3 October 1997


HIGH yielding cows must be fed 3.5kg of concentrates in the last three weeks of the dry period for optimum lactation performance.

According to Dorset-based independent nutritionist Ivor Bending, Holstein cows and heifers capable of producing more than 7500-litres cannot be fed like 5500-litre cows during the dry period.

In the early dry period feeding is not too critical, he says. "Keep the gut extended and the rumen working by feeding plenty of high fibre forage, such as mature grass."

The most critical stage, however, affecting performance throughout the entire lactation is the 20 days pre-calving and 10 days post-calving.

"In the last two weeks before calving cows suffer hormonal changes and the calf is growing quickly, reducing space for the rumen," says Mr Bending. The calf can restrict intake by as much 30% so to ensure the cow, rumen bacteria and calf are still fed adequately rations must be altered.

The cow needs higher energy feeds, including some concentrate, and she has an increasing crude protein requirement. Cows intakes must be measured by weighing in silage during this period, he adds. The mineral balance fed must also be correct for the farm.

Dietary crude protein level should be 15% in the last few weeks before calving and ideally increased to 16% for the last week. But the source of protein does not seem important, stresses Mr Bending.

To make a ration high enough in energy and balanced in protein he has found that cows need 3.5kg of concentrate for the last three weeks of the dry period. But this must be split into at least two feeds a day, or fed as part of a mixed ration. These cows must be checked three or four times a day and feeding them gives an opportunity to check them closely to see they have full rumens. Feed silage or a mixed ration in the evening to prevent cows calving at night, he advises.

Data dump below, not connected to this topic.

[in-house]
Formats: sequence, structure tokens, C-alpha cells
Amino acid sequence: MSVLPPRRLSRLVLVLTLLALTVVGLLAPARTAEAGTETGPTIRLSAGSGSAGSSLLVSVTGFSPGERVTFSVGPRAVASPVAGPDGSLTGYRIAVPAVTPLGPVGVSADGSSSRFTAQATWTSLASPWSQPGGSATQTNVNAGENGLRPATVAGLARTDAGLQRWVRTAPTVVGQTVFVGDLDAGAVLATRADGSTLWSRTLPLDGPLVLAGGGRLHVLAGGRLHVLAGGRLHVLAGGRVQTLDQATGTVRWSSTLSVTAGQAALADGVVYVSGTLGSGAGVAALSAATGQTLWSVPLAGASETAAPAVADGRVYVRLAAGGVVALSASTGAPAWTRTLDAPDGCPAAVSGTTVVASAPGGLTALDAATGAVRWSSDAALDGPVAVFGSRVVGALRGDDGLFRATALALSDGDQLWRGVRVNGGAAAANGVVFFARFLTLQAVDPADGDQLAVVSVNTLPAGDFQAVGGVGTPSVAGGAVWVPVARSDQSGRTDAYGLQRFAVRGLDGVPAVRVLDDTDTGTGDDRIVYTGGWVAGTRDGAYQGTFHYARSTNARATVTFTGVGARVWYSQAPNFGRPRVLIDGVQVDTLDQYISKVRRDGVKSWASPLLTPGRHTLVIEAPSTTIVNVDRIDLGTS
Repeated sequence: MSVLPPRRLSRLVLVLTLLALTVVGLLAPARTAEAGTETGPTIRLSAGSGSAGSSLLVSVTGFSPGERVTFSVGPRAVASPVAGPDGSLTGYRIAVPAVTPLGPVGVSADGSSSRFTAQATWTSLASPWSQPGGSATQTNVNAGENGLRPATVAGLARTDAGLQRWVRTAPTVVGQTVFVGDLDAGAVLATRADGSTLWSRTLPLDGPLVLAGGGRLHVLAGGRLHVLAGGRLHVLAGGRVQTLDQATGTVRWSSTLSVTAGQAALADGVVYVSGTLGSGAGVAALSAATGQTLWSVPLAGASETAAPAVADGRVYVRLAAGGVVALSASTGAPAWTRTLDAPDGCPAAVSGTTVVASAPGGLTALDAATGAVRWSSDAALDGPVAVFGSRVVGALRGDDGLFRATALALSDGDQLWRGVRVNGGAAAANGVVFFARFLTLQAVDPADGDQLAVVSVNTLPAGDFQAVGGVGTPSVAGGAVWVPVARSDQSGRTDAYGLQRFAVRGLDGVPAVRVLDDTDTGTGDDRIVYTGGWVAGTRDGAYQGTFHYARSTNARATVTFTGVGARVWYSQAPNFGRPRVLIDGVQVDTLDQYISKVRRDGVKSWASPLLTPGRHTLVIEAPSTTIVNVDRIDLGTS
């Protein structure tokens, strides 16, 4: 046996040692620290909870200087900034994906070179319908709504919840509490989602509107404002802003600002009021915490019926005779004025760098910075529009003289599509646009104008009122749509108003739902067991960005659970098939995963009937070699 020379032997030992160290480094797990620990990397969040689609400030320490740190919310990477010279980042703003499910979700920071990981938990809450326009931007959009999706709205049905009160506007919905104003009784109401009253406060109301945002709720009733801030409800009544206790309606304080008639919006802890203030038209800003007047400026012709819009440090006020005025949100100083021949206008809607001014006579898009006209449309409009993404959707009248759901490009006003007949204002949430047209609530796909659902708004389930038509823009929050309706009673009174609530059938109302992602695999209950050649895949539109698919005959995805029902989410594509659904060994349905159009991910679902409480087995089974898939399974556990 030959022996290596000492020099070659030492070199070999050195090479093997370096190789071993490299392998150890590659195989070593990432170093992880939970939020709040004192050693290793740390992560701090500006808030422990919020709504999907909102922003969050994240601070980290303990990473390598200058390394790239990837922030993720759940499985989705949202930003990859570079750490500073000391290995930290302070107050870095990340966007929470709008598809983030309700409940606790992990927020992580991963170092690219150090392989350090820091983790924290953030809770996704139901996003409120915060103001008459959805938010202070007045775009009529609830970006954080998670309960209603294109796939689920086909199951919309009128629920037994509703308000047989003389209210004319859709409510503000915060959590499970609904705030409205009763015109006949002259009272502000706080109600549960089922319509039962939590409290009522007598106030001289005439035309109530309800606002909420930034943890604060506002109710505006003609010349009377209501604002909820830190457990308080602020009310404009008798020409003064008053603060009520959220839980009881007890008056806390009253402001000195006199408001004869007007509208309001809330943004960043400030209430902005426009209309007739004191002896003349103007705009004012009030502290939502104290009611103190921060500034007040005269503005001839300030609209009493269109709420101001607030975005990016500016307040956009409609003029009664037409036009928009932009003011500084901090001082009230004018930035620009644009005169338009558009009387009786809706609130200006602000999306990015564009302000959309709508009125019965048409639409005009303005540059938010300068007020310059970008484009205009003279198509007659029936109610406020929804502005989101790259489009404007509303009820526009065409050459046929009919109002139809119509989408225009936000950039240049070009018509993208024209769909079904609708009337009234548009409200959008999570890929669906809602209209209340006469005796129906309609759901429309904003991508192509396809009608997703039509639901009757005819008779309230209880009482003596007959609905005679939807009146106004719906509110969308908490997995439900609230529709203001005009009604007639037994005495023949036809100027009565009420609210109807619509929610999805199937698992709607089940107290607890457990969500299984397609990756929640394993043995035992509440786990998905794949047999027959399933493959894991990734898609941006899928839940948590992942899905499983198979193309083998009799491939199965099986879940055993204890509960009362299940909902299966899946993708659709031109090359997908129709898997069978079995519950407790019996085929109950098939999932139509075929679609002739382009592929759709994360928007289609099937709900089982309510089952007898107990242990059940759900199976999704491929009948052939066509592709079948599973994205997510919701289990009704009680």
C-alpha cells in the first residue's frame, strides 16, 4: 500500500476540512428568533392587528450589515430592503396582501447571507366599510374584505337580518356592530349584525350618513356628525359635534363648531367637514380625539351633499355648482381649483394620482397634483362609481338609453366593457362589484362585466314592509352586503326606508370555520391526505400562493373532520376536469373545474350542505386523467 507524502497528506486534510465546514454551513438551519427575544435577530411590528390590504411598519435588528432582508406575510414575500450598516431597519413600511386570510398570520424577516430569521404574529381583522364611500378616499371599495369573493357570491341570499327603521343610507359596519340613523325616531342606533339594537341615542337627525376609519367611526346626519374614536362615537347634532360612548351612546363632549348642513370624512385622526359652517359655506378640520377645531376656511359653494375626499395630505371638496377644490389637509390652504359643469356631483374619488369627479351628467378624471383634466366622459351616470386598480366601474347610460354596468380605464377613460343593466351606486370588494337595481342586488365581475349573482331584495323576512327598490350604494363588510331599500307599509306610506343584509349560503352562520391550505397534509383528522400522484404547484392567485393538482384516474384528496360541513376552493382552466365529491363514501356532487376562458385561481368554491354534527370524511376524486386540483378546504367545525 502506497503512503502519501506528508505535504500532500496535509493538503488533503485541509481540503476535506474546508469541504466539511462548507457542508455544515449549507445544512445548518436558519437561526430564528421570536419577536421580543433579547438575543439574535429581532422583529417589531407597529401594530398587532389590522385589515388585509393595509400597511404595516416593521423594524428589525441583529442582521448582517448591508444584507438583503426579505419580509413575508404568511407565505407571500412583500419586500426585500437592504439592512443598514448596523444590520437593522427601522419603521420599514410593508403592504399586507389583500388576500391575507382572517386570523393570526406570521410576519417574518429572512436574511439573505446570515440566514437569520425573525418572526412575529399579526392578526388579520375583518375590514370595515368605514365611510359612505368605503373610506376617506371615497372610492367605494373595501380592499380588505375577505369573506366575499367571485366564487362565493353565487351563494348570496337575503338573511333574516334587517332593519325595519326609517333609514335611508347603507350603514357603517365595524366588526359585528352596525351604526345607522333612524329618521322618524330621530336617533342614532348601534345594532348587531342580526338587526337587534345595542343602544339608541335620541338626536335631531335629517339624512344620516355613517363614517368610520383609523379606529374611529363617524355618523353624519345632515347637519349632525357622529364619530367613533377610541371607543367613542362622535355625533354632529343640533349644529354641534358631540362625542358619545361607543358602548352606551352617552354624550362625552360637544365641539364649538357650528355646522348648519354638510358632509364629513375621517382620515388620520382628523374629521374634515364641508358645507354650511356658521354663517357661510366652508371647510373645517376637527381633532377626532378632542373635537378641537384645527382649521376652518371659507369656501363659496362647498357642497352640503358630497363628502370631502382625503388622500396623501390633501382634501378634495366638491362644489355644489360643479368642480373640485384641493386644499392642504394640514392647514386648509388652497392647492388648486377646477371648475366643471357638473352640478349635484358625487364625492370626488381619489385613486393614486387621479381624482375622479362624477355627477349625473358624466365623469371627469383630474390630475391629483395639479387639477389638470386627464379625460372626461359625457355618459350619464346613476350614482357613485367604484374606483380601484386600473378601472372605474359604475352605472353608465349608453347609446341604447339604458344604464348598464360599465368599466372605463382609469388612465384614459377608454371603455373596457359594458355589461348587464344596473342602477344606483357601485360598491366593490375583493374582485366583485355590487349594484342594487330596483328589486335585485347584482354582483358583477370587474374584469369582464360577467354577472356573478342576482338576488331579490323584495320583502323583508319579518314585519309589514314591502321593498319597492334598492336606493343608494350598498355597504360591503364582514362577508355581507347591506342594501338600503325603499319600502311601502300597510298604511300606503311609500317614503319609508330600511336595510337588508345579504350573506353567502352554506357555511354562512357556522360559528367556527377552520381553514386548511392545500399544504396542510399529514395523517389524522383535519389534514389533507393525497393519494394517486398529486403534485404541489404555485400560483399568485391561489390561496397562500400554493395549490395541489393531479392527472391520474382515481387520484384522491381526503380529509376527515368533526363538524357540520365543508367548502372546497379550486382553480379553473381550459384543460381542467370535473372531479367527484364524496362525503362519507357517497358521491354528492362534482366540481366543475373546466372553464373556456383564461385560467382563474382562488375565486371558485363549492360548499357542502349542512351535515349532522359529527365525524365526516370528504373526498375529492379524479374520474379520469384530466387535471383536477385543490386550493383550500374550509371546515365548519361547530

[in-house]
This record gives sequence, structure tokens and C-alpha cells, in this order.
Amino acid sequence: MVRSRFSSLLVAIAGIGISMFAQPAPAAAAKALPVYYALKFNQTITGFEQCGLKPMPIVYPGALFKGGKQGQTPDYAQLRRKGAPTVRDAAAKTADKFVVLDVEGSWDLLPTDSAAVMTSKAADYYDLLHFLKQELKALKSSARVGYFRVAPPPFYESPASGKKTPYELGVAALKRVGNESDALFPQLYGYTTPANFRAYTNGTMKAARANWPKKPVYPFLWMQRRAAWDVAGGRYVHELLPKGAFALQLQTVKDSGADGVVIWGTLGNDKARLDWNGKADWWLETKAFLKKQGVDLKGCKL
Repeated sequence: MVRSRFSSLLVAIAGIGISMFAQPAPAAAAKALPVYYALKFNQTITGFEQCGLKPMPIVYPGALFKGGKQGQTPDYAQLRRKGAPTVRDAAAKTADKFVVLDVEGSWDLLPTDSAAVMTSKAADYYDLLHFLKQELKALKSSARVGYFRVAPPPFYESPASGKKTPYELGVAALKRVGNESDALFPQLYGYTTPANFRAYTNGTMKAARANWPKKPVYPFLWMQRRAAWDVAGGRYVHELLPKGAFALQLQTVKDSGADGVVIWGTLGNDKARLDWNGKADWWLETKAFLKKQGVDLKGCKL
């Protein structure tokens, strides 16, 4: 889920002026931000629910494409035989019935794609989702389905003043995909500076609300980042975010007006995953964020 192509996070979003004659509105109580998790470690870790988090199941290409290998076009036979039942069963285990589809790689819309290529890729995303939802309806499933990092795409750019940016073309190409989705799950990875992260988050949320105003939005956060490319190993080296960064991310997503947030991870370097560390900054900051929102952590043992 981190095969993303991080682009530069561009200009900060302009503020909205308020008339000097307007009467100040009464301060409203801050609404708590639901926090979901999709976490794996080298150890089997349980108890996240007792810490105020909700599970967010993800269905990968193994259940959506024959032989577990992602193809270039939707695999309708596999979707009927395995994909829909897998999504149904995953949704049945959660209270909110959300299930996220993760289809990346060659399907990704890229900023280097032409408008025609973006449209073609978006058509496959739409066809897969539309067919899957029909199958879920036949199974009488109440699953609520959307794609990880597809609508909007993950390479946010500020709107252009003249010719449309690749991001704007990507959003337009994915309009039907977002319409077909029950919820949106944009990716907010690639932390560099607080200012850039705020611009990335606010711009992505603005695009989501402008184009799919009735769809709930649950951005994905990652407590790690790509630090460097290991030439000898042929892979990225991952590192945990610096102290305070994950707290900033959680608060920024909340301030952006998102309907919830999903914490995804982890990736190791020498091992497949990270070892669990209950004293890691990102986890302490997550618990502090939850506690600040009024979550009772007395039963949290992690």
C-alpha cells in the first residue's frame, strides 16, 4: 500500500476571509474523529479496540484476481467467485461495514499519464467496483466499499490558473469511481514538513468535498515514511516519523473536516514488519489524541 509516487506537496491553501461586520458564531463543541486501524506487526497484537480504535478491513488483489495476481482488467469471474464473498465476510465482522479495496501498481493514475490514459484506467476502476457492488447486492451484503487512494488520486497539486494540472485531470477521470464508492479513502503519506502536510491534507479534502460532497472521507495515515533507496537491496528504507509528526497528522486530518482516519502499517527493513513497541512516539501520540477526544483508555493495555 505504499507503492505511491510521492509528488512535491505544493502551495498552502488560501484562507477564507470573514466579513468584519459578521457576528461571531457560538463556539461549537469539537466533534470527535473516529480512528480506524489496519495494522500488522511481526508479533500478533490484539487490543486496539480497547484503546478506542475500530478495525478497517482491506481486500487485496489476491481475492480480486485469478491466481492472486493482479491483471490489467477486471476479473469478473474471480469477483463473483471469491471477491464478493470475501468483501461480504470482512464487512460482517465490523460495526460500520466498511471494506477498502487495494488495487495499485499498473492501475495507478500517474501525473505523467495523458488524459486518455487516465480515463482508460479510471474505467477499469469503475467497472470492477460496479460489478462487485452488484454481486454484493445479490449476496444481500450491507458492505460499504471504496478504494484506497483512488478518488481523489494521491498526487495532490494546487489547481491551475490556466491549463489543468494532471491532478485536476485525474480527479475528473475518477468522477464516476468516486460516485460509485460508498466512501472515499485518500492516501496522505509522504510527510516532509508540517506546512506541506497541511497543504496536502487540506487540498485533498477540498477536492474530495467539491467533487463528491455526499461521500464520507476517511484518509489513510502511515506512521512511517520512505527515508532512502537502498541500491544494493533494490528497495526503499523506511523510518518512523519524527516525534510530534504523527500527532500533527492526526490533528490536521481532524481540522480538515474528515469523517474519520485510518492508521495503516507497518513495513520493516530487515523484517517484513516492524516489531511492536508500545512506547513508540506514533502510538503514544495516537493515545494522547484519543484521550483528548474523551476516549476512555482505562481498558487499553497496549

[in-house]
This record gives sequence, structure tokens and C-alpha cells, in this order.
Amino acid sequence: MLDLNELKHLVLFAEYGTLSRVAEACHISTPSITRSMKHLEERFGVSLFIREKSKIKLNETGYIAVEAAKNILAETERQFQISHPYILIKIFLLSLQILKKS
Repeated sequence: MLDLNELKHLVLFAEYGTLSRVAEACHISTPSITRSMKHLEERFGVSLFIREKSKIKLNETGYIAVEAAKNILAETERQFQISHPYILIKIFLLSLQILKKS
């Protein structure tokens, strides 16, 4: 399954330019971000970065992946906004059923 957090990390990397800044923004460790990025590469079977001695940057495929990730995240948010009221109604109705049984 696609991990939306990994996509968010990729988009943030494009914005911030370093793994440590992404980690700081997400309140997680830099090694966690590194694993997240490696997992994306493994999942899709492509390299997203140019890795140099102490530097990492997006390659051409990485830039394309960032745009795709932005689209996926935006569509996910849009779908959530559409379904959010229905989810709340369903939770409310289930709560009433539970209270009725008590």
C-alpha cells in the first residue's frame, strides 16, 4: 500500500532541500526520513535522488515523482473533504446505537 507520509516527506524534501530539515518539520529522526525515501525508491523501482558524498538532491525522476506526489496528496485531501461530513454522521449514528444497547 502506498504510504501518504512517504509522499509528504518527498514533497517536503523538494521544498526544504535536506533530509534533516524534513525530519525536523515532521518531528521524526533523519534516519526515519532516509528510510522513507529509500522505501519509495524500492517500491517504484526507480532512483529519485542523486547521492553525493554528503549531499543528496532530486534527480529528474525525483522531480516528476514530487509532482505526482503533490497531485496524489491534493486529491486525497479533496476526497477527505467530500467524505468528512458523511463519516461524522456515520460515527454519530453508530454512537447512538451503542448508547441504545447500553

Concentrate fed could be just maize gluten, but ideally offer 1.5kg of it as ground cereals. He cites German research to show that this stops the papillae on the rumen wall shrinking, keeping the rumen in good working order. This can help to prevent acidosis, fatty liver and ketosis before and after calving.

As an alternative to ground cereals, Mr Bending suggests 16kg of maize silage could be fed – equivalent to 2kg of grain – and an extra 1.5kg of concentrates.

"Care is needed to ensure calving dates are right on this feeding regime; cows fed this amount of concentrate for too long will have calving difficulties," he warns. "Heifers, therefore, should only be brought into the close to calving group a week before they are due as it is difficult to reliably predict their calving date." Heifers that will only receive 3.5kg of concentrate in the last week before calving must be fed some concentrate beforehand.

For a few days before calving cows should have ad-lib access to a high quality milking ration and clean water.

Immediately after calving ensure the cow is offered fresh water and given palatable food. She does not need any setbacks at this stage, advises Mr Bending.

"Fresh calvers should be kept out of the milking herd for three days, and until they are eating well. They should also comes over when offered fresh feed. Check temperature is normal as a routine and that the rumen is full and working. The first 24 hours are critical for treating subclinical problems."

Mr Bending advises against building up concentrates too quickly after calving. On a complete diet the cow eats a balanced ration, but when concentrate is fed separately, increase rates slowly over two weeks, he suggests. The cow may not reach her maximum dry matter intake for a few weeks.

After calving the cow will also need a high level of calcium, which must be kept low before calving.

When management is good during two weeks before and the few days after calving cows should not suffer milk fever or subclinical metabolic diseases and should milk to their potential. &#42

Milk fever cases should be a thing of the past provided that management is good during the critical 20 days pre and 10 days post calving.


&#8226 Offer 3.5kg of concentrate for 21 days before calving.

&#8226 Include cereals in concentrate.

&#8226 Feed concentrate at least twice-a-day.

&#8226 Measure forage intakes.

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